Saturday, September 28, 2013

islands of functionality and the flash of genius

Hazen et al illustrate some alternative ideas of functional protein accessibility in protein space, where the plane represents the dimensionality of protein space (2 is much, much fewer than what would be needed) and the E axis represents the catalytic usefulness of the various points in protein space (in essence, a fitness landscape):
D has more of a needle-in-a-haystack problem than A, B, or C, due to its relatively small hypervolume (area in the figure) of protein space.  But it's not the only aspect that makes in inaccessible.  The relative distance from other islands of functionality.  Using the above figure a little out of its intended representation, we see that B and C are relatively close together, so that not as vast a distance of neutral mutation would have to be crossed to get from B to C as from A to D.

But vast oceans of neutral mutation to be crossed are not the only impediment to finding the points of especially high functionality ... There is also the fact that less optimal peaks might serve as attractors that divert computational resources away from the brass ring.  In this case, the good is the enemy of the best.

D of Hazen et al's figure above corresponds to this diagram from one of Douglas Axe's papers, where sequence/protein space is represented by only one dimension:
Here the white noise of suboptimal adaptations might be considered negligible, all of the being more or less neutral in that they don't change the survivability rate of the organisms enough to inhibit the traversal of sequence space.  It is possible that the neutral is filled with many little hills and valleys, a so-called rugged landscape.  In the Picasso-esque landscape below, it may be that the difficulty in finding the high peak of innovation is compunded, both by the volume of sequence/protein space to search but also by the attractive "force" of suboptimal solutions.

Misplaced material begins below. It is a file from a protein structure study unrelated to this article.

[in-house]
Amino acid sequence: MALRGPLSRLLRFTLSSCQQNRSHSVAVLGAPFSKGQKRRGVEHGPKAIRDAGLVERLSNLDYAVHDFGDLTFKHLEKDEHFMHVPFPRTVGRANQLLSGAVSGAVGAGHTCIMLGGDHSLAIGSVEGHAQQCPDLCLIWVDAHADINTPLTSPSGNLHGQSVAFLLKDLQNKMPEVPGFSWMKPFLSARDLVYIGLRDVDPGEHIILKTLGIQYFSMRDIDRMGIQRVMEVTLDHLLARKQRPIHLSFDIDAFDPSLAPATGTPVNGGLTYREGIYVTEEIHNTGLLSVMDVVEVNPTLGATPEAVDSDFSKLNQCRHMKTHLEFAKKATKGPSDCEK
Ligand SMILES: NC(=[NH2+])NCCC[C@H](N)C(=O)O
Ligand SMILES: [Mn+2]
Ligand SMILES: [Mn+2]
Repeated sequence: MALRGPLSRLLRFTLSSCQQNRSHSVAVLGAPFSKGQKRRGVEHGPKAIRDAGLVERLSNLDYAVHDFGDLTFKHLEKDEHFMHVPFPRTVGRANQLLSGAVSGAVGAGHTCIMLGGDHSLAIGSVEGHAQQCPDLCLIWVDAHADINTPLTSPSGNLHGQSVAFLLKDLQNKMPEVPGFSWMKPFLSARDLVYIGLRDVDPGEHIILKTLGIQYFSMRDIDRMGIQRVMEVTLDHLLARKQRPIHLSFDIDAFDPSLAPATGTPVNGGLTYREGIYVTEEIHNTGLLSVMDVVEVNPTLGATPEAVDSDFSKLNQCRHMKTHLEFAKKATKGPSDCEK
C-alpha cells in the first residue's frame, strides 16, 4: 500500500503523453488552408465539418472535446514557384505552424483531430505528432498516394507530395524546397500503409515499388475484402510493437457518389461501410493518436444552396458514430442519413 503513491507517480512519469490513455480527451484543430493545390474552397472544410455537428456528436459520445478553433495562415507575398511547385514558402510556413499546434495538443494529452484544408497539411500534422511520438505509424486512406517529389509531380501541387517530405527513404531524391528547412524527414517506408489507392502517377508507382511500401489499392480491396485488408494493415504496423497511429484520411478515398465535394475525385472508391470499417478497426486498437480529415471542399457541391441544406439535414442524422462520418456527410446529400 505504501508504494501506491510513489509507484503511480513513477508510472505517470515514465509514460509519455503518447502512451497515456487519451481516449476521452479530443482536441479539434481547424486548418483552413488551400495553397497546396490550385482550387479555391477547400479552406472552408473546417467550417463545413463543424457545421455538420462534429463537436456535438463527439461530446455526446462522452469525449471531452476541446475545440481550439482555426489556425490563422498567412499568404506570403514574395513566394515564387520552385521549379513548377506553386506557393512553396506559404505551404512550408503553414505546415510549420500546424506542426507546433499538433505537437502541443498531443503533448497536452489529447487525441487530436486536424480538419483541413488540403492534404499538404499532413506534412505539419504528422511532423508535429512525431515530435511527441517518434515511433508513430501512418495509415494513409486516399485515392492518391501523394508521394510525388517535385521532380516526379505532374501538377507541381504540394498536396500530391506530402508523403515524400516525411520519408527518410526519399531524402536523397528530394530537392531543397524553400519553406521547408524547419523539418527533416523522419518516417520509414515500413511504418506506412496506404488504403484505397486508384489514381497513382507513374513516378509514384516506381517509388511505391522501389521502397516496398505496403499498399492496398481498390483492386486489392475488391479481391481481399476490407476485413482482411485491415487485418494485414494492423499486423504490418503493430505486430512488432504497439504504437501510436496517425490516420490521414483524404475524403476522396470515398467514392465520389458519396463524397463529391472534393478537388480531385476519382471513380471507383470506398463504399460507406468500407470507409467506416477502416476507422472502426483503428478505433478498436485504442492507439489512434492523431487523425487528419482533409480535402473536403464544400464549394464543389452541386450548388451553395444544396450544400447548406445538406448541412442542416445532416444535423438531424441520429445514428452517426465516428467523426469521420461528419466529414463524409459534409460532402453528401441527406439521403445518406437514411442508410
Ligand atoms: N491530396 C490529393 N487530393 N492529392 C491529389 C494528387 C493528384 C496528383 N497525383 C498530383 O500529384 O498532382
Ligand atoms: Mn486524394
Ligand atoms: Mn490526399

The size of the relevant space to be searched along with the distractive force of more accessible (more "obvious") solutions might contribute to the Non-Obviousness of the more optimal solution.

It would seem that both of these have relevance to Bennett's concept of "logical depth", as they both may drive up the necessary computational resources (or, the amount of brute force "tinkering") to realize the non-obvious solution -- where a flash of genius might render all that brute force tinkering unnecessary.  

In Shadows of the Mind, in which Roger Penrose argues for mathematical insight requiring something beyond computation, Penrose has a section on "Things that computers do well -- or badly":
Conscious understanding is a comparatively slow process, but it can cut down considerably the number of alternatives that need to be seriously consideredand thereby greatly increase the effective depth calculation.  
In other words, a flash of insight can cross large distances of "logical depth" a la Charles H. Bennett.  Insight is like a wormhole, a directed wormhole, through solution space.

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